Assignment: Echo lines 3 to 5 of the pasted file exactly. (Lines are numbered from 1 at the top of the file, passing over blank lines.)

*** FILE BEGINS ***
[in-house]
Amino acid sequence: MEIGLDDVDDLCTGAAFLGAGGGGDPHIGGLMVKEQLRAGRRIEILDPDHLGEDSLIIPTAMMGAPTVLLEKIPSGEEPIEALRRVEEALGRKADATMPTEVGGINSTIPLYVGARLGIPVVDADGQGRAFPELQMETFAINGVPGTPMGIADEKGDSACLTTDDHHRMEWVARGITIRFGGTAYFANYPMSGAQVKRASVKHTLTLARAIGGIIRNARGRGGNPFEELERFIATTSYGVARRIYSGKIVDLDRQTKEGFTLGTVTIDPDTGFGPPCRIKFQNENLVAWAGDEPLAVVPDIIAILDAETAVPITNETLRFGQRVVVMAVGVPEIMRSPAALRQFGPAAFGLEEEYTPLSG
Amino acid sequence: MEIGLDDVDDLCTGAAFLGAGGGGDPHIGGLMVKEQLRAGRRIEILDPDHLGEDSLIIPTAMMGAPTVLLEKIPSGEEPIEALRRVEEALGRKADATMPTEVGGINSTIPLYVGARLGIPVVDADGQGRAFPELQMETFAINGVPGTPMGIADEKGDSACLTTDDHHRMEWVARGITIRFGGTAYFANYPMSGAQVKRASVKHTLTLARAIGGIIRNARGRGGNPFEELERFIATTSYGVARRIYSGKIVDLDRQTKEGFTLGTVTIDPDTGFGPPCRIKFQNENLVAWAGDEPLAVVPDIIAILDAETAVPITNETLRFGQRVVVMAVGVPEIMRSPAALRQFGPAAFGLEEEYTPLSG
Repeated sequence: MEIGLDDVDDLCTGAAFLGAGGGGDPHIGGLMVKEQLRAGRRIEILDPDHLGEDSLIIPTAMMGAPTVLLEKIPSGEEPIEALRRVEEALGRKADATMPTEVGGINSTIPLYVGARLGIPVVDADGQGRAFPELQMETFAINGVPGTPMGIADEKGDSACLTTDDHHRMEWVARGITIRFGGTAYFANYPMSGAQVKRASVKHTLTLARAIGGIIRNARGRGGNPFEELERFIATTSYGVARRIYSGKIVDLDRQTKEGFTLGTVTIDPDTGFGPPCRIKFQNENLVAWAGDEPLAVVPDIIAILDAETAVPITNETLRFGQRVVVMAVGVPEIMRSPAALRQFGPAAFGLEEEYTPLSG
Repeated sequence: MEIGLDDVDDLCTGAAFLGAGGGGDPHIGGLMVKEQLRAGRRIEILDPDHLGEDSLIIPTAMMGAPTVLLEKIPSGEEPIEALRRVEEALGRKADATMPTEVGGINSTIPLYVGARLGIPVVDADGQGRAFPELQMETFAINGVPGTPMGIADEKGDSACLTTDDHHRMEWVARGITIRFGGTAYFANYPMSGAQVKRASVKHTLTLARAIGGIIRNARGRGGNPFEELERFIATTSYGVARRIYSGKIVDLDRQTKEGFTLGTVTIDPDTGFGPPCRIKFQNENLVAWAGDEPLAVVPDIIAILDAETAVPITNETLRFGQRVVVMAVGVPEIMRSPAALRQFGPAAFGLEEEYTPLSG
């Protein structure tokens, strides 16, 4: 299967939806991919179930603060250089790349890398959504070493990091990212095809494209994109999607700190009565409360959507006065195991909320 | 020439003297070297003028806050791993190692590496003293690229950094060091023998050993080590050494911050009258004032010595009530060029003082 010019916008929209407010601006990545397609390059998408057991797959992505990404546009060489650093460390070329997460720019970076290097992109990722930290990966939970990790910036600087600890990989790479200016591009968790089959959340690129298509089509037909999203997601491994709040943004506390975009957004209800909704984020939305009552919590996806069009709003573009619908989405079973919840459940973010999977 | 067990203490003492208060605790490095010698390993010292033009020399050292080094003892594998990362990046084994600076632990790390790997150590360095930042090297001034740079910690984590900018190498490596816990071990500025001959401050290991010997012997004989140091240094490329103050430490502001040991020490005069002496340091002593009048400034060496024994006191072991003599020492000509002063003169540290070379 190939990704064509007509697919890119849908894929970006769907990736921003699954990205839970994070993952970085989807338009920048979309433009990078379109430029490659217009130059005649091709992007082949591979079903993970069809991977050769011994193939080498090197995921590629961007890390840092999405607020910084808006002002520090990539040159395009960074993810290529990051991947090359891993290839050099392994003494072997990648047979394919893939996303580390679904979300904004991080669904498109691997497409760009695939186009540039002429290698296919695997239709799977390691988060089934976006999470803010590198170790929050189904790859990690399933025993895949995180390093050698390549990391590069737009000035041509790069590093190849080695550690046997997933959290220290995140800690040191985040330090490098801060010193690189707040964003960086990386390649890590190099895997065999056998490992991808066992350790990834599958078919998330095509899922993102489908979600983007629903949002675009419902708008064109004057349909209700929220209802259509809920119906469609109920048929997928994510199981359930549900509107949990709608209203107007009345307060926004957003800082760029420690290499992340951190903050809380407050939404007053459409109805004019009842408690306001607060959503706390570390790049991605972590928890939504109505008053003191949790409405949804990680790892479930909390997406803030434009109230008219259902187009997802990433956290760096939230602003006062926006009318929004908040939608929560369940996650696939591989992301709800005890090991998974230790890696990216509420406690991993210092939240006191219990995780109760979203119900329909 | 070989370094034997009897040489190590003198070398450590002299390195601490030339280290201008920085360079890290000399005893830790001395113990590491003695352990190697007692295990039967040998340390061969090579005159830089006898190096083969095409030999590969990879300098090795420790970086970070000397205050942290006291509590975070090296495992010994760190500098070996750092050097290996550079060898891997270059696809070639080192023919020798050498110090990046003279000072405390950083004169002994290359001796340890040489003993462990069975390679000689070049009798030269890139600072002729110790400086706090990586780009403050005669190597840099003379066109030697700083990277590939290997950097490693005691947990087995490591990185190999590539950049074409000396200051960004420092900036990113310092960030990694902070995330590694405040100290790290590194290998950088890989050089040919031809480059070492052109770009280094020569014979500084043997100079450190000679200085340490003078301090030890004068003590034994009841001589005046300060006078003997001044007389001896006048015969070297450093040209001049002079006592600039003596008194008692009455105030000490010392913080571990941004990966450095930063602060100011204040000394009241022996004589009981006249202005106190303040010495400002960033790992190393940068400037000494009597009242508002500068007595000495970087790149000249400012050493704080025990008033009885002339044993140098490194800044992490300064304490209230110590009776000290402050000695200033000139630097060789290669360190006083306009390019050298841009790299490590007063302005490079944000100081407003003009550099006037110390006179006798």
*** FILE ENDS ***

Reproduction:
Amino acid sequence: MEIGLDDVDDLCTGAAFLGAGGGGDPHIGGLMVKEQLRAGRRIEILDPDHLGEDSLIIPTAMMGAPTVLLEKIPSGEEPIEALRRVEEALGRKADATMPTEVGGINSTIPLYVGARLGIPVVDADGQGRAFPELQMETFAINGVPGTPMGIADEKGDSACLTTDDHHRMEWVARGITIRFGGTAYFANYPMSGAQVKRASVKHTLTLARAIGGIIRNARGRGGNPFEELERFIATTSYGVARRIYSGKIVDLDRQTKEGFTLGTVTIDPDTGFGPPCRIKFQNENLVAWAGDEPLAVVPDIIAILDAETAVPITNETLRFGQRVVVMAVGVPEIMRSPAALRQFGPAAFGLEEEYTPLSG
Repeated sequence: MEIGLDDVDDLCTGAAFLGAGGGGDPHIGGLMVKEQLRAGRRIEILDPDHLGEDSLIIPTAMMGAPTVLLEKIPSGEEPIEALRRVEEALGRKADATMPTEVGGINSTIPLYVGARLGIPVVDADGQGRAFPELQMETFAINGVPGTPMGIADEKGDSACLTTDDHHRMEWVARGITIRFGGTAYFANYPMSGAQVKRASVKHTLTLARAIGGIIRNARGRGGNPFEELERFIATTSYGVARRIYSGKIVDLDRQTKEGFTLGTVTIDPDTGFGPPCRIKFQNENLVAWAGDEPLAVVPDIIAILDAETAVPITNETLRFGQRVVVMAVGVPEIMRSPAALRQFGPAAFGLEEEYTPLSG
Repeated sequence: MEIGLDDVDDLCTGAAFLGAGGGGDPHIGGLMVKEQLRAGRRIEILDPDHLGEDSLIIPTAMMGAPTVLLEKIPSGEEPIEALRRVEEALGRKADATMPTEVGGINSTIPLYVGARLGIPVVDADGQGRAFPELQMETFAINGVPGTPMGIADEKGDSACLTTDDHHRMEWVARGITIRFGGTAYFANYPMSGAQVKRASVKHTLTLARAIGGIIRNARGRGGNPFEELERFIATTSYGVARRIYSGKIVDLDRQTKEGFTLGTVTIDPDTGFGPPCRIKFQNENLVAWAGDEPLAVVPDIIAILDAETAVPITNETLRFGQRVVVMAVGVPEIMRSPAALRQFGPAAFGLEEEYTPLSG